Korean aided Chinese phone cheats

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Korean aided Chinese phone cheats

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Seoul police arrested seven Koreans who helped a Chinese phone-swindling ring cheat people in Korea out of billions of won.

The Chinese swindlers would call average Koreans and identify themselves as representatives of government agencies like the National Tax Service, the Supreme Prosecutors’ Office, the Ministry of Justice and the Financial Supervisory Service. Victims were told they owed overdue taxes or fines and were given bank account numbers to make the payments.

The Koreans’ role was to route the phone calls in a way that they appeared to be coming from within Korea and to alter the caller ID numbers that showed on victims’ phones to actual numbers of government agencies.

According to the Seoul Metropolitan Police Agency yesterday, a 37-year-old Korean surnamed Lee founded a company in China in February and contracted five unlicensed networking companies in Korea to route the calls. The Korean companies offered services to change the caller ID numbers on Voice over Internet Protocol (VoIP) calls, a technique used for “vishing,” or voice phishing.

Lee advertised his services on Web sites and was hired by a Chinese ring in March. Lee installed Internet telephones in the Chinese call center and connected them with the five unlicensed Korean companies.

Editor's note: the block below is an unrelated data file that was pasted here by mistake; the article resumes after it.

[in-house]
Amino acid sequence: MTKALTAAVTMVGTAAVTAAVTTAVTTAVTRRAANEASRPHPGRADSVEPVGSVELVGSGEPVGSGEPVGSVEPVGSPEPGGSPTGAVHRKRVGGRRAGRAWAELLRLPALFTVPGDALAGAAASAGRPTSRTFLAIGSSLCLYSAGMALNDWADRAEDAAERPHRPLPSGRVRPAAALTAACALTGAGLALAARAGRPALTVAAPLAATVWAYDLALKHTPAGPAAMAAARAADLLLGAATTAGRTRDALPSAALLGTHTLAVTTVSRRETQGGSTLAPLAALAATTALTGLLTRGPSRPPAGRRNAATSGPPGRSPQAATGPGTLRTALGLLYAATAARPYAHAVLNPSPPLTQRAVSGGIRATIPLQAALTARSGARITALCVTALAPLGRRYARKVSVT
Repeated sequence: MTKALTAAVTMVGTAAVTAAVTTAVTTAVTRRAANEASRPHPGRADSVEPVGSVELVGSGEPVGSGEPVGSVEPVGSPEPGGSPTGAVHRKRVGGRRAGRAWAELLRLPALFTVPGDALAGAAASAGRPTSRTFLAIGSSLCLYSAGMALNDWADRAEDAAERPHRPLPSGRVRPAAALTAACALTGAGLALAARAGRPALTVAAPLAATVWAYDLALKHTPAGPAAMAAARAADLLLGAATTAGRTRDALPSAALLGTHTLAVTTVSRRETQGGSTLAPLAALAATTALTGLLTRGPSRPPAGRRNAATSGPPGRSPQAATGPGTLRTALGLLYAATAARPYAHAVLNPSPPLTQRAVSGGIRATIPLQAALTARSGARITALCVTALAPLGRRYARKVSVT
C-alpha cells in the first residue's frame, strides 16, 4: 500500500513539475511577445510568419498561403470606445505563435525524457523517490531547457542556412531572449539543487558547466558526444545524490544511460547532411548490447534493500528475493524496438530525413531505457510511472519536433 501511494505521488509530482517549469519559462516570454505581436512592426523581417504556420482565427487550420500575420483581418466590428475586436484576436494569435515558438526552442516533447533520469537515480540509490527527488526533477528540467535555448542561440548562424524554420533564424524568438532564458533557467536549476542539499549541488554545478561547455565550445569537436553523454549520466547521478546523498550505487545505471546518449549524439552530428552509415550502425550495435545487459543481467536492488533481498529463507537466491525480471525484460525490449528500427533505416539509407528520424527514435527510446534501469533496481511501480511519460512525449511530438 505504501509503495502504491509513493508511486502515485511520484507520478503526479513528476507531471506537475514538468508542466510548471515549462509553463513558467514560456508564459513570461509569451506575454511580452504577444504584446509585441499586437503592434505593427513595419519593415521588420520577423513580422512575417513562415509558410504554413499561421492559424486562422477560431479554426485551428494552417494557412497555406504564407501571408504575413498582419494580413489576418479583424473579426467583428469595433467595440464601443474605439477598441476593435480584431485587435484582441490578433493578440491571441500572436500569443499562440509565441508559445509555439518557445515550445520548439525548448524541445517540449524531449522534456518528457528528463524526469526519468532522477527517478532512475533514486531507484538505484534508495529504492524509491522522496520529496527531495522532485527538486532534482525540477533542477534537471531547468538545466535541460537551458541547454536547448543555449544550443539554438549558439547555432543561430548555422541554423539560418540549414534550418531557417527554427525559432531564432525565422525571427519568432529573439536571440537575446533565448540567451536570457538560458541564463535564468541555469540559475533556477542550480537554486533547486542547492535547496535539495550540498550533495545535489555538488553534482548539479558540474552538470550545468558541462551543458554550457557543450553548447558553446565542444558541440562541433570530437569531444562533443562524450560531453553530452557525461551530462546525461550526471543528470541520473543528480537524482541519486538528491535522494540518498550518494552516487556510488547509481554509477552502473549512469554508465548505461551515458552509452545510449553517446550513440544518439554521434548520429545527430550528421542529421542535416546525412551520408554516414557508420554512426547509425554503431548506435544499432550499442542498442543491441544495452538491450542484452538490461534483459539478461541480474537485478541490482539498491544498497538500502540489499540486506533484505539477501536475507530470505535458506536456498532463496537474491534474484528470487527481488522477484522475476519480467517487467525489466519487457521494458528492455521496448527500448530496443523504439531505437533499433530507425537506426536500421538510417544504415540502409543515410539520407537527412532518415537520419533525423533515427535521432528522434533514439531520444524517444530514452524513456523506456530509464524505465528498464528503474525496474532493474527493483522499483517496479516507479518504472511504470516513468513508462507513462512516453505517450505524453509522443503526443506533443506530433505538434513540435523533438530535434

Phone numbers with the prefix 070 were changed to 02 on caller IDs to look like they originated from Seoul. The remaining numbers were changed to the actual phone numbers of government agencies.

According to the police, many victims checked the numbers on their caller IDs and concluded the calls were genuine demands from government agencies.

Police said that the Chinese swindlers got 2 billion won ($1.75 million) from 145 Koreans in August alone, and those calls accounted for 19.7 percent of all the voice phishing in Korea that month.

The police indicted Lee on charges of aiding and abetting the scammers and six people from the five Korean networking companies on charges of violating the Telecommunications Business Act.

“As the Internet telephone business is easily started with small sums of capital, small, unlicensed companies are sprouting up,” police said yesterday.

Police also warned consumers about trusting the phone numbers showing on their caller IDs.

“Under the current system, we can’t know if a call is disguised or not,” a spokesman said.

To combat voice phishing, the Korea Communications Commission yesterday said it will propose a bill to the National Assembly that would force local telecommunications companies to launch a system that automatically stops international calls from being disguised as domestic ones.


By Kim Hee-jin [heejin@joongang.co.kr]
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